Scope and Content of Collection
Title: Charles F. Richter papers,
Date (inclusive): 1839-1984
Collection number: Consult repository
Richter, Charles Francis, 1900-1985
15 linear feet
California Institute of Technology. Archives.
Pasadena, California 91125
Abstract: This collection documents the life of physicist Charles F. Richter, who focused on geophysics and seismology. He is best known
as the seismologist who developed the magnitude scale that bears his name. The papers consist of correspondence with professional
organizations, manuscript material, lecture notes, technical notes, and Richter's own collection of science fiction publications.
The collection is open for research. Researchers must apply in writing for access.
Copyright may not have been assigned to the California Institute of Technology Archives. All requests for permission to publish
or quote from manuscripts must be submitted in writing to the Head of the Archives. Permission for publication is given on
behalf of the California Institute of Technology Archives as the owner of the physical items and is not intended to include
or imply permission of the copyright holder, which must also be obtained by the reader.
[Identification of item, box and file number], Papers of Charles F. Richter. Archives, California Institute of Technology.
The Charles F. Richter collection came to the Archives of the California Institute of Technology in 1977, 1984 and 1986 as
gifts of Charles Richter, the Seismology Laboratory and the Division of Geology and Planetary Sciences.
Charles Francis Richter was born April 26, 1900 on a farm near Hamilton, Ohio. His parents divorced when he was young and
his mother resumed her maiden name, Richter. In 1909 the family moved to Los Angeles. Richter entered the University of Southern
California (USC) at the age of sixteen and after one year transferred to Stanford, where he received his bachelor's degree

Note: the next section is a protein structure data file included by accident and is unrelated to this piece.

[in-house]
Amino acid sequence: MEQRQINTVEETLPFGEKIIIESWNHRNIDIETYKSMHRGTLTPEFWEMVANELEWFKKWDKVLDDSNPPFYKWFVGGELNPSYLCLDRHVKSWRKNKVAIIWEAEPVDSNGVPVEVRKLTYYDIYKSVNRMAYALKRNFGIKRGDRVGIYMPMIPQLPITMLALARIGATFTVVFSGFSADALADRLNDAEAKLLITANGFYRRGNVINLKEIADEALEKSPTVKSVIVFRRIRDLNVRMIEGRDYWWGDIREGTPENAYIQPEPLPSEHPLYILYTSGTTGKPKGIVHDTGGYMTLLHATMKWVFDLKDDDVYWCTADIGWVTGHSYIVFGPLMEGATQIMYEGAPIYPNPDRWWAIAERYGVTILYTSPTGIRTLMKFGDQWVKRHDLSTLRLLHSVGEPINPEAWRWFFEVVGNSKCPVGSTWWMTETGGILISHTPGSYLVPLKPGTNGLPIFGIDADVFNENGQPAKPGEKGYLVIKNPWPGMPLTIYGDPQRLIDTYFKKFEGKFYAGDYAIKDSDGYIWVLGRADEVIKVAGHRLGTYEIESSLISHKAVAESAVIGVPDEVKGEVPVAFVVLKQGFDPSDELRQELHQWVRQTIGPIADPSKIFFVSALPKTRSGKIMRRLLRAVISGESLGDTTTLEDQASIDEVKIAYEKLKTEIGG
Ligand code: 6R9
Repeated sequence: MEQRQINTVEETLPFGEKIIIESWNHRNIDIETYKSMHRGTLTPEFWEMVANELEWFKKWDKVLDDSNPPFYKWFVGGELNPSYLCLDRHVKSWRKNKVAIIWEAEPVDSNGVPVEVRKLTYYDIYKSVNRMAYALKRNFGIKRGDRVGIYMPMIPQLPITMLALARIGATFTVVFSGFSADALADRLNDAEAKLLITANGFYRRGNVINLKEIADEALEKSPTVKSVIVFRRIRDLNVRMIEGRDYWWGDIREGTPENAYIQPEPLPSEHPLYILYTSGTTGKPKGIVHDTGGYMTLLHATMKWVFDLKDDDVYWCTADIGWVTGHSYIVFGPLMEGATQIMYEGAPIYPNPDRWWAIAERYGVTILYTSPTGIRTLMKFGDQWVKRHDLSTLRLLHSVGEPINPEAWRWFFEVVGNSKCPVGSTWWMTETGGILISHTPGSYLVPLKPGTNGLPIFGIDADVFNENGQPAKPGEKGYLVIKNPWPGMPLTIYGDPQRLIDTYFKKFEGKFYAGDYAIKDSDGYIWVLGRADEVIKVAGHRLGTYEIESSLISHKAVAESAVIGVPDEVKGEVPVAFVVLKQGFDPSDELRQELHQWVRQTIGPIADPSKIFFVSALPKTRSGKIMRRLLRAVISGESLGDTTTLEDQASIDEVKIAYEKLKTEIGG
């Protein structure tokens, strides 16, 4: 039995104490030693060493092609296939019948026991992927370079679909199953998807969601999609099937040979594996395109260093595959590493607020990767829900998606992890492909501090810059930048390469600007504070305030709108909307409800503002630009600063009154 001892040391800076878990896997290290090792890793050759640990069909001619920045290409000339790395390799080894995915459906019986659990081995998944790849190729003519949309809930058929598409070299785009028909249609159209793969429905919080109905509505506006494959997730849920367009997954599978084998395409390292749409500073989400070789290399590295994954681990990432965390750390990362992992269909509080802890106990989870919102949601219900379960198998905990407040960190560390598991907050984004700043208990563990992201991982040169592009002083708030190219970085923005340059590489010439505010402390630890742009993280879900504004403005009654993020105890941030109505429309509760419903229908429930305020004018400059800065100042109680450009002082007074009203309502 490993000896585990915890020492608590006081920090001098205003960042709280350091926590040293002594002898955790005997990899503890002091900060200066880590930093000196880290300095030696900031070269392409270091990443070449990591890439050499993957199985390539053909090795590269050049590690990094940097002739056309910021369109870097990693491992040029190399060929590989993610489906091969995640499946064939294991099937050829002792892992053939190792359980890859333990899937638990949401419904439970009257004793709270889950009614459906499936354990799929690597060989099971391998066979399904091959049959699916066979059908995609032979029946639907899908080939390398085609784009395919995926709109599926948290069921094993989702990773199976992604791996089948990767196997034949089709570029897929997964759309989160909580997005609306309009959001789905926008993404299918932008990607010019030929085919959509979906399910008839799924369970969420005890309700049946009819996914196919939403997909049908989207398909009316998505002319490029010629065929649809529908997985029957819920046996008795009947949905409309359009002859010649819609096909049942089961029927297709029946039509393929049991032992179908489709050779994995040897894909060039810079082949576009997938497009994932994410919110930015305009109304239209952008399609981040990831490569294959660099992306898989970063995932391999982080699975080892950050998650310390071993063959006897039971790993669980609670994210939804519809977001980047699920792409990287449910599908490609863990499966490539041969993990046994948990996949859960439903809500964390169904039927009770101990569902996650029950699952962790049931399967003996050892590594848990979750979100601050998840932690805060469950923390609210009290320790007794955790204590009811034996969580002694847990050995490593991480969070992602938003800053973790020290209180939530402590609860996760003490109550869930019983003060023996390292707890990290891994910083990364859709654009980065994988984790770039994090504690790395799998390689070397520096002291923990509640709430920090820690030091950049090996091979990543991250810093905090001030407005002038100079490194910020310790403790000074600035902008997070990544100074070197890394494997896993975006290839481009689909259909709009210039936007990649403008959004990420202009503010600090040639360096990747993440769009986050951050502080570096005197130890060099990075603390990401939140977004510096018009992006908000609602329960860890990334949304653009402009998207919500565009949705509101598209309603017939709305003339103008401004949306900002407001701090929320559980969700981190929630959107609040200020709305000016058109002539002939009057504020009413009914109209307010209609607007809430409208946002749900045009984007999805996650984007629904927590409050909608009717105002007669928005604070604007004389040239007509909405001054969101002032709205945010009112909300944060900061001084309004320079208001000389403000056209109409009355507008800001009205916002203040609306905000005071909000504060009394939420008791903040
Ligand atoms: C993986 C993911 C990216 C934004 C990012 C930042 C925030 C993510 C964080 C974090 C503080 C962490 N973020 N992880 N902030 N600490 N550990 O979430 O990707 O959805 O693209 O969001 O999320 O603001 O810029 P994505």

in physics in 1920. He completed his schooling at Caltech, earning a PhD in theoretical physics in 1928.
Richter had planned to make his career in astronomy but when Robert A. Millikan asked him to become a research assistant at
the Seismology Laboratory, sponsored by the Carnegie Institution of Washington, he accepted the position. Once involved, he
believed that he was associated with an unexploited field and that he was getting in on the ground floor. Richter's entire
career was spent at Caltech, except for 1959-1960 when he was a Fulbright scholar in Japan. He became assistant professor
in 1937, associate professor in 1947, full professor in 1952 and emeritus in 1970.
A pioneer in seismology and active in seismological and earthquake engineering fields for over fifty years, Richter became
known worldwide for the earthquake scale which he helped develop and which today bears his name. The Mercalli Scale, the most
commonly used scale prior to Richter's, measured an earthquake's intensity at the point of the seismometers and not at the
origin of the quake. What was needed was a means of ranking earthquakes measuring magnitude rather than intensity. At the
suggestion of Beno Gutenberg, Caltech's distinguished professor of geophysics, Richter devised a scale in logarithmic terms.
He developed a means of measuring an earthquake's strength at three or more points so that the point of origin could be determined.
By comparing distance with recorded strength, the intensity of the tremor at the epicenter could be estimated.